By SCOTT AUST, FCEDC Director of Communications
Flat Mountain Brewhouse is a hive of activity right now as workers strive to get the new restaurant and brewery in downtown Garden City ready for a soft opening in late December.
On Wednesday, Finney County Commissioners and the Finney County Economic Development Corp. Board of Directors had the opportunity to tour the building and get a sneak peek of what’s to come downtown.
Located at 207 N. Main St., formerly the home of The Bike Rack, Flat Mountain Brewhouse has been under renovation for about a year and is owned by a partnership group that includes Jorge Guzman, Carlos Mantilla, and John Chappel.
“We’ll have 12 different beers that we’ll be producing. It’s probably going to take us, after we get the brewery up and running, to have all 12 going, probably 60 to 90 days to have that many beers in the process,” Chappel said.
At the official opening, which Chappel estimates will be the first or second week of January, the brewery will likely have four to five craft brews ready to go.
“It may take awhile to get the dark beers and get things the way we want,” Chappel said.
So will there be an official house brew?
“I imagine we’ll come up with something like that,” Chappel added. “I think there will be three to four beers we will probably carry all the time, and I look for the others to be constantly changing.”
To prepare for the craft brew scene, Flat Mountain tapped the services of David Mentus, a craft beer consultant based in Colorado who has decades of professional experience in brewery operations. Mentus has provided his experience to local brewmaster Cody Cundiff, no slouch himself in home brewing.
“Cody will be learning from David. David’s been doing it almost 30 years in the brew business. He knows all about it, the flavorings, things like that,” Chappel said. “Cody actually visited one of the brewery’s David’s been working at and he’s been training out there for several weeks. He’s pretty excited and his excitement makes me excited.”
The renovated space is beautiful to behold, with a mix of wood and iron creating a rustic yet elegant ambiance. During the renovation, Chappel uncovered the original white, tin ceiling, repaired it in spots and painted it a stunning copper color.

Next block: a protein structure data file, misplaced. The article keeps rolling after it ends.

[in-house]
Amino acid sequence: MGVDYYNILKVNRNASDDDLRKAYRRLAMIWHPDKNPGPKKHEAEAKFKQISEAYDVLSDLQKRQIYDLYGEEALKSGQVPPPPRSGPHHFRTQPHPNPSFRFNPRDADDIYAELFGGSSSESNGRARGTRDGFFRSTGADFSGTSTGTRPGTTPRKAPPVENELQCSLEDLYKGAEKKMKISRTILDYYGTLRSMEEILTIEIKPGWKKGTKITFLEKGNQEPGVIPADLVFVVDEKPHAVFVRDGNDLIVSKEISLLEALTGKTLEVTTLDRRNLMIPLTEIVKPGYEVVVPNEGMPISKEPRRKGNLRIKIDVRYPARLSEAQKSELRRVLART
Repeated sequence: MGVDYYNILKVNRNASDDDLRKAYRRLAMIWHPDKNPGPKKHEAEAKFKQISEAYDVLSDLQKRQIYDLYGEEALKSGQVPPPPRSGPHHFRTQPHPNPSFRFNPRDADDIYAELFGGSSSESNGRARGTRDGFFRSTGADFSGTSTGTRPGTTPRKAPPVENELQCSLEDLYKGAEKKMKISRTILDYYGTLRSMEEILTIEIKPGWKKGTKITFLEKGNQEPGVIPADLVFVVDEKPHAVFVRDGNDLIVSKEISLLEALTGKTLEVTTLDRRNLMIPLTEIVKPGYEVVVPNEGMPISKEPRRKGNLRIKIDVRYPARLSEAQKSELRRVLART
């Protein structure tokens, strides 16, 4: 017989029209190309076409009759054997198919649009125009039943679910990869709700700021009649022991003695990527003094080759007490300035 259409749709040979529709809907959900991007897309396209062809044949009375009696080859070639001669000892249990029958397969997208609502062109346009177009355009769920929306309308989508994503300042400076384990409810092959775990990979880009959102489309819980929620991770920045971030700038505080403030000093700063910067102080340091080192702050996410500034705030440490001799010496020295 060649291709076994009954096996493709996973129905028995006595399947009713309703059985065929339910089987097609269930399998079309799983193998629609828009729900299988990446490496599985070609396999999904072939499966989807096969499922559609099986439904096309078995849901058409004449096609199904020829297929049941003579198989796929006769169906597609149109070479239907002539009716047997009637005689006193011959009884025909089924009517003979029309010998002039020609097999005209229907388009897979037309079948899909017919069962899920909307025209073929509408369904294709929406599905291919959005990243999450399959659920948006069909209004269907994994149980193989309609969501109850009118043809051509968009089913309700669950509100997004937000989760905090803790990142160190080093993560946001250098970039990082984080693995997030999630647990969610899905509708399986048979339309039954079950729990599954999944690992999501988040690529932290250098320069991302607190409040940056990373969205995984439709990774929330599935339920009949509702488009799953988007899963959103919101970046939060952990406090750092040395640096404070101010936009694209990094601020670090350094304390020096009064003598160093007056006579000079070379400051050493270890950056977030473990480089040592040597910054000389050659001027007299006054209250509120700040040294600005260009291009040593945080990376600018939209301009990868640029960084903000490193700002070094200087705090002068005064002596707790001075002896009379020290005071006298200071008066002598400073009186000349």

The main level will have a capacity of about 120 people, another 30 downstairs and 60 in the upstairs portion.
On the main floor, booths will line the north and south walls with tables interspersed through the remaining space. Chappel said along the north wall a mural is planned, featuring old photos of Garden City in a kind of timeline motif.
“Over here, we’re going to serve root beer,” Chappel said. “We’re going to make our own root beer and cream soda. The thought process on that was we can make dad a frosty mug here and make the kid a frosty mug over there.”
The basement, which Mindy Allen, of Mindy’s Murals, is painting to resemble a wine cellar, is intended to have a kind of a wine bar feel and atmosphere, and will be a good place to have private gatherings.
The plan for the upstairs space, which will likely be completed around next May, is for a membership type space, a “place to get away from things,” Chappel said. Smoking will be allowed upstairs but not in the rest of the building.
Chappel said the restaurant menu will have everything from steaks and pastas to traditional pub and restaurant food. Flat Mountain has hired a chef, “Chef Larry,” from Colby who has provided a lot of direction for how to organize and operate the kitchen. Chappel said he’s happy about the staff that has been assembled.
To get the venture up and running, Flat Mountain worked extensively with Finney County Economic Development.
“Everybody knows we’ve been working on a brewery forever for Garden City. We were really honored to get to work with John and his partners on getting this facility put together,” Lona DuVall, FCEDC president, said.
FCEDC assisted Flat Mountain’s partners with business planning, workforce and management assistance and guided them through a CID process, which will allow the business to charge an extra penny of sales tax that will help pay for the not insignificant cost of renovating the old building.
“With downtown buildings, the cost to repurpose them are often significant so anything we can do to help businesses retrofit is beneficial,” DuVall said.
DuVall pointed out to board members and commissioners that the restaurant/brewery will have access both from Main Street and from parking behind the building to the west.
“One of the challenges we have in the downtown district is people think we have a shortage of parking — we know we don’t because there are several lots but they’re on the back sides of buildings. So one of the things we talk about when people look to renovate downtown buildings is making sure it’s a two-way access. People can feel just as comfortable walking in the back door as walking in the front,” she said.
Those who do come in from the west can can get a glimpse of the 320 gallon brew tanks and 160 gallon finishing tanks and other brewery equipment in use.
Chappel said Flat Mountain hopes to have a soft opening on Dec. 27-28 and an official opening possibly the week of Jan. 7. The soft opening is a way to train staff and test systems.
Flat Mountain has issued a notice on Facebook and in flyers posted on its windows that applications are being accepted for all positions in the bar and restaurant, including head chef, cooks, general manager, wait staff, bar manager and bartenders.
Update: Flat Mountain has filled the head chef, bar manager, front line manager and general manager positions. All other positions are still open.
Those interested in applying are asked to send a resume, cover letter and contact information to firstname.lastname@example.org. People can also like the Flat Mountain Brewhouse Facebook page for more information.